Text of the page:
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Citizens from most European, North American and South American countries do not need a visa prior to arrival. Note that German citizens born before January 1, 1928, do have to apply for a visa in advance. This visa will be given if you were not heavily involved in events during the Nazi era and will be valid for the whole time your passport is valid. Further note that in some Arab states it constitutes a crime for their citizens to enter Israel at all. Even if you're an Arab-born citizen of a European or North American country having entered Israel may have consequences when returning to your country of birth.
If you are Jewish, or if your father, mother, grandfather or grandmother is Jewish, you can "make Aliyah", meaning that you can emigrate to Israel and you will usually be able to acquire a passport within 1 year. Note that there are several downsides to this, as you won't be able to visit many countries anymore - legally Israelis are not allowed to visit Palestinian zone A areas in the West Bank, "enemy countries" such as Iran, Lebanon, Syria, Sudan and a couple more.
- Passports must be valid for at least 06 months after period of intended stay and visitors must hold onward or return tickets and sufficient funds to cover intended period of stay in Israel.
Israel has agreements for the abolition of visa requirements with over 60 countries. Citizens of those countries may enter Israel with only a valid passport (no need for specific visa).
Europe: Austria, Italy, Iceland, Ireland, Belgium, UK, Gibraltar, Germany (people born after 1.1.1928), Denmark, Netherlands, Hungary, Greece, Luxembourg, Lichtenstein, Monaco, Malta, Norway, Slovenia, San Marino, Spain, Portugal, Finland, France, Cyprus, Sweden, Switzerland, Ukraine
The Americas: Argentina, Barbados, Bolivia, Brazil, Canada, Chile, Colombia, Costa Rica, El Salvador, Ecuador, Guatemala, Haiti, Jamaica, Mexico, Panama, Paraguay, St. Kitts & Nevis, Surinam, Trinidad & Tobago, The Bahamas, The Dominican Republic, Uruguay, U.S.A.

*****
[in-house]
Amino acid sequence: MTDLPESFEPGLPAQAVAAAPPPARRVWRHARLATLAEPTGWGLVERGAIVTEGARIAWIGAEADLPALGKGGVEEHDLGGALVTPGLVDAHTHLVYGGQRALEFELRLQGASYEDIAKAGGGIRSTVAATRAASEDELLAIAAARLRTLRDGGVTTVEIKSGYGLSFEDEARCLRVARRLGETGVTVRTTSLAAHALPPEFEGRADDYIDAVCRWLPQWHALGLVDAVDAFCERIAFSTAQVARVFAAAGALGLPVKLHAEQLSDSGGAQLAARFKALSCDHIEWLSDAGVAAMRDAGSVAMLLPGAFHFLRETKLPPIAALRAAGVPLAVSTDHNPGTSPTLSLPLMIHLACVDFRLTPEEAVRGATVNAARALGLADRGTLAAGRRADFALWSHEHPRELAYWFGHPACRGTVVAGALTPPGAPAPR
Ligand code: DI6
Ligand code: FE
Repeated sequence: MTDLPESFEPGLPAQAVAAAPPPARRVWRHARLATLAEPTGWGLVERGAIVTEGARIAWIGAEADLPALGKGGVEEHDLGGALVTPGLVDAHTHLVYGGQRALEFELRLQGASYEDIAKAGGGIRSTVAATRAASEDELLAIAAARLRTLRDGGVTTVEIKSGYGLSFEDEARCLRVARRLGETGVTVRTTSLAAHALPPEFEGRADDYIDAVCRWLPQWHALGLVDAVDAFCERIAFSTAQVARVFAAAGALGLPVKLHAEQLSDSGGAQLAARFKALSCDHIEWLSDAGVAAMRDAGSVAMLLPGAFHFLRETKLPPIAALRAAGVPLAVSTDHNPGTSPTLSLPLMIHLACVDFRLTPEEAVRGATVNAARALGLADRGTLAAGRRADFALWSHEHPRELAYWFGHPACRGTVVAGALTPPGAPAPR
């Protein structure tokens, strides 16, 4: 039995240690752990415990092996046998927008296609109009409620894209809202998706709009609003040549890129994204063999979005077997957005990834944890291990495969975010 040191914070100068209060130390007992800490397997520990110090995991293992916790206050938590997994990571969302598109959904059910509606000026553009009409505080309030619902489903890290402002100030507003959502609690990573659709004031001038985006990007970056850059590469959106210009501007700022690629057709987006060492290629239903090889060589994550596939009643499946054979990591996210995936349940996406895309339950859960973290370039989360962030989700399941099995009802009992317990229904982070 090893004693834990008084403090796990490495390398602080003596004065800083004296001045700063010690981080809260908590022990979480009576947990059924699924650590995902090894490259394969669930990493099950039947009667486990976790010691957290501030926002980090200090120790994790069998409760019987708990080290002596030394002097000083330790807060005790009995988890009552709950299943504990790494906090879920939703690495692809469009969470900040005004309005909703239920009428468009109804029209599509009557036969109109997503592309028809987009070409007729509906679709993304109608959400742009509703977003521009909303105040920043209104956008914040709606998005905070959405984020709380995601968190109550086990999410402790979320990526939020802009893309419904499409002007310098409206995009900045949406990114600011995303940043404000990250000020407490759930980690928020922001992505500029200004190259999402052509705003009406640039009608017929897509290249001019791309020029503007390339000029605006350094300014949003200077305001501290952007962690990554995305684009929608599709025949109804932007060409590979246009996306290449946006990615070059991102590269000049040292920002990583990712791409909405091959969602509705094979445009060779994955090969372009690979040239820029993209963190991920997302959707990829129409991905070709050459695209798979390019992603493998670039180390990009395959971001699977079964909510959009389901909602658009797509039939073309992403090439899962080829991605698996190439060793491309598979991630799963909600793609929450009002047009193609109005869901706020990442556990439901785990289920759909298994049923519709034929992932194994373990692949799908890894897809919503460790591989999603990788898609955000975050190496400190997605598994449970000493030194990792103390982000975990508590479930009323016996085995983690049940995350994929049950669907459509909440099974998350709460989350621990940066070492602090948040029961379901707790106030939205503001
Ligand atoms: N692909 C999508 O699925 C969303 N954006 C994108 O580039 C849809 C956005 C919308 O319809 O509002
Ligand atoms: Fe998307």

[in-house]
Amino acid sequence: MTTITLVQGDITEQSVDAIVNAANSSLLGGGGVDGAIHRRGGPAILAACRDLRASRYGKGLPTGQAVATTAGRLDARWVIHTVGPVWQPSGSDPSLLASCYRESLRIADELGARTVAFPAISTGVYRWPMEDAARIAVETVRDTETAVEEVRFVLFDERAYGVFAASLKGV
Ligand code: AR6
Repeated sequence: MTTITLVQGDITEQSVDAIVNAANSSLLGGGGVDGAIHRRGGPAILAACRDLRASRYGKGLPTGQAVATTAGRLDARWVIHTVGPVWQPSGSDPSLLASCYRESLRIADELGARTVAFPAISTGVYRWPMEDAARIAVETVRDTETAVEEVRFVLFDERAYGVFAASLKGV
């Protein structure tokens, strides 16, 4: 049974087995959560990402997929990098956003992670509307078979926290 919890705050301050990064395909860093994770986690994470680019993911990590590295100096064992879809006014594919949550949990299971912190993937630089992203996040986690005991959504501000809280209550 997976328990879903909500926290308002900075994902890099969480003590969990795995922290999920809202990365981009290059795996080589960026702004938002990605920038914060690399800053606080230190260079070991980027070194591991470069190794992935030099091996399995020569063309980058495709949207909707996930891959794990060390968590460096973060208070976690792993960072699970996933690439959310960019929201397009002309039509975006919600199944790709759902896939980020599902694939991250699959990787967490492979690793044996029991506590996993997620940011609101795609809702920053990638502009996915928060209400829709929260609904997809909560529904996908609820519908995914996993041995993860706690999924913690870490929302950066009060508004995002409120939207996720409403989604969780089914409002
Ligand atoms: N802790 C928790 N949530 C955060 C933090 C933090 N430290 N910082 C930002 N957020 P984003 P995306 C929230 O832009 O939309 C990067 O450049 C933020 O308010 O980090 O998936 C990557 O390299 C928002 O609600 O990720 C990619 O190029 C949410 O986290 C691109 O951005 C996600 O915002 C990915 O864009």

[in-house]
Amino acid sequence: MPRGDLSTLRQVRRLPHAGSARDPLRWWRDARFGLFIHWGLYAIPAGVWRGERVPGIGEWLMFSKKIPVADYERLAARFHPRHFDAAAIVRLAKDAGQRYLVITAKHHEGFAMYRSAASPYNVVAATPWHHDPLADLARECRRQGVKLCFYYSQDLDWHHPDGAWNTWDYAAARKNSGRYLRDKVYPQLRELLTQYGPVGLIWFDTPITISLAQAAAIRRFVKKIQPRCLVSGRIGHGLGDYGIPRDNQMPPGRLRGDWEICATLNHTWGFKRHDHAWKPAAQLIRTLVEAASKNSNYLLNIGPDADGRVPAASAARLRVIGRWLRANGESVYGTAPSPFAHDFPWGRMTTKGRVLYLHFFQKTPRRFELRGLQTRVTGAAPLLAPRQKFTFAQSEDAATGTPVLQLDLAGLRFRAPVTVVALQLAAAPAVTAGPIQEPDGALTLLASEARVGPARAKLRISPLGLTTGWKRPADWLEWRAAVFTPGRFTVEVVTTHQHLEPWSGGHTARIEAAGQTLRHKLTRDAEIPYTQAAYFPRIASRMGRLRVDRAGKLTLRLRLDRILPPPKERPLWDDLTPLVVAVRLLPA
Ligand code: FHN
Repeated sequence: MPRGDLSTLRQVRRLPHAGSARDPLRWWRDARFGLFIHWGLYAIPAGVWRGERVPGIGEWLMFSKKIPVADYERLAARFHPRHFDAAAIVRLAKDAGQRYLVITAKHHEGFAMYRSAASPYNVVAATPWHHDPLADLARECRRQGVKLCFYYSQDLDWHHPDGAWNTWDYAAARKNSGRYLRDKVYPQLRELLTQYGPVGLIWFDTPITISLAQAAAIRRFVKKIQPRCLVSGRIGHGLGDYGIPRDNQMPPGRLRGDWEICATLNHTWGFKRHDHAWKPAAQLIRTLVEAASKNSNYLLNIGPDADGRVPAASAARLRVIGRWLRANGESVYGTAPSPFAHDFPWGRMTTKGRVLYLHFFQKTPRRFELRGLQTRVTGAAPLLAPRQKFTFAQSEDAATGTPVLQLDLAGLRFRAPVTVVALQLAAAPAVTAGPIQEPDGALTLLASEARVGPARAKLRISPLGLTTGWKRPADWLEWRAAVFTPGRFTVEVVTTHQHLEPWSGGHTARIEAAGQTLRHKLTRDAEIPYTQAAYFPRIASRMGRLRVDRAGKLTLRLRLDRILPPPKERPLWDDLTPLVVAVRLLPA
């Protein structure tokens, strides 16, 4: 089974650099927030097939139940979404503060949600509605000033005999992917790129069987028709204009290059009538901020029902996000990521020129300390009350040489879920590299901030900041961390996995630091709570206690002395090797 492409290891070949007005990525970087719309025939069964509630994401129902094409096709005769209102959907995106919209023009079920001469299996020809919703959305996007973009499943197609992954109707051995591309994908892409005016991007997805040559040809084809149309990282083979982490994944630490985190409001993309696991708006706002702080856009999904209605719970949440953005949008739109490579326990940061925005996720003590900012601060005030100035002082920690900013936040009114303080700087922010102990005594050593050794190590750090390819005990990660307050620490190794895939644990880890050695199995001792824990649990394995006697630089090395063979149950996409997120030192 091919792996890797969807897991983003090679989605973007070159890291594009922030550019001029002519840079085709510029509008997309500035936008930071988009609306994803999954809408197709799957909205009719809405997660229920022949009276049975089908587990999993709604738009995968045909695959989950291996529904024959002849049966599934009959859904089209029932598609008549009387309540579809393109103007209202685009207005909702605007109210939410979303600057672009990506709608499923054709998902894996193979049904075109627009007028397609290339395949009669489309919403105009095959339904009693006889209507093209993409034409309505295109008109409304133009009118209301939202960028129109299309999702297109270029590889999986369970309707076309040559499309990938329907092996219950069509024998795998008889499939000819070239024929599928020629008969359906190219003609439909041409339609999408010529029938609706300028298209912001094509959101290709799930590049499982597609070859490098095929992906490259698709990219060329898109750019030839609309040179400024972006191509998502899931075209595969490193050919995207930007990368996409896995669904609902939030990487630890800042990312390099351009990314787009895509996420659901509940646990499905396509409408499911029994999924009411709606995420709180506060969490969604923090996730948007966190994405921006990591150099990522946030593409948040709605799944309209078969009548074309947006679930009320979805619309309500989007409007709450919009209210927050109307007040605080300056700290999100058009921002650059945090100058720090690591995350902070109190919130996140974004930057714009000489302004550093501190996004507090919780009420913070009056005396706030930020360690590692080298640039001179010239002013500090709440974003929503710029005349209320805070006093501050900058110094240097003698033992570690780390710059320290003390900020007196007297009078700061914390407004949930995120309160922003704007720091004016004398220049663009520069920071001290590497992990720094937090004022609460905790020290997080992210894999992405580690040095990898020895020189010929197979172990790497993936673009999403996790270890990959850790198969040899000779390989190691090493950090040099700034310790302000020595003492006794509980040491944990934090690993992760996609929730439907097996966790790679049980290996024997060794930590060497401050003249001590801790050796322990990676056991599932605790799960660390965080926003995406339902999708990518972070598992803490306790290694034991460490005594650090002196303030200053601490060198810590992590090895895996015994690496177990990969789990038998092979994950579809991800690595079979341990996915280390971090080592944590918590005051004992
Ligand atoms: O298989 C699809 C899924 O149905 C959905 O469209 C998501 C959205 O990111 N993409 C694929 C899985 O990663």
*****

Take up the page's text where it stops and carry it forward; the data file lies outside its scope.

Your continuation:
Types of visa and cost
- Immigration visas are handled by the Jewish agency, who will recommend the local mission (embassy) to issue an immigrant's visa. The local embassy will act according to the Jewish agency's recommendation.
- Transit Visas visitors desiring to stop in Israel on their way to other destinations may request a transit visa for five days, which can be extended for another 10 days.
- It is advisable to check with nearest consulate (or consular section at embassy) for visa requirements before traveling to Israel as requirements may vary for some nationals.
Israeli Embassies and/or Consulates
Israeli Embassy in Ottawa, Canada
Ottawa, Ontario K1P 6L2
Phone: (613) 567-6450
Web Site: http://www.embassyofisrael.ca
Office Hours: Monday - Thursday 10:00 A.M. - 4:00 P.M. Friday:10:00 A.M. - 3:00 P.M.
Israeli Embassy in Wellington, New Zealand
111 The Terrace,
PO Box 2171,
Phone: 04 472 2368
Fax: 04 499 0632
Web Site: http://users.iconz.co.nz/israel/
Email: [email protected]
Israeli Embassy in Washington DC, United States
3514 International Drive, NW,
Washington DC 20008
City: Washington DC
Phone: (202) 364-5500
Web Site: http://www.israelemb.org/
Email: [email protected]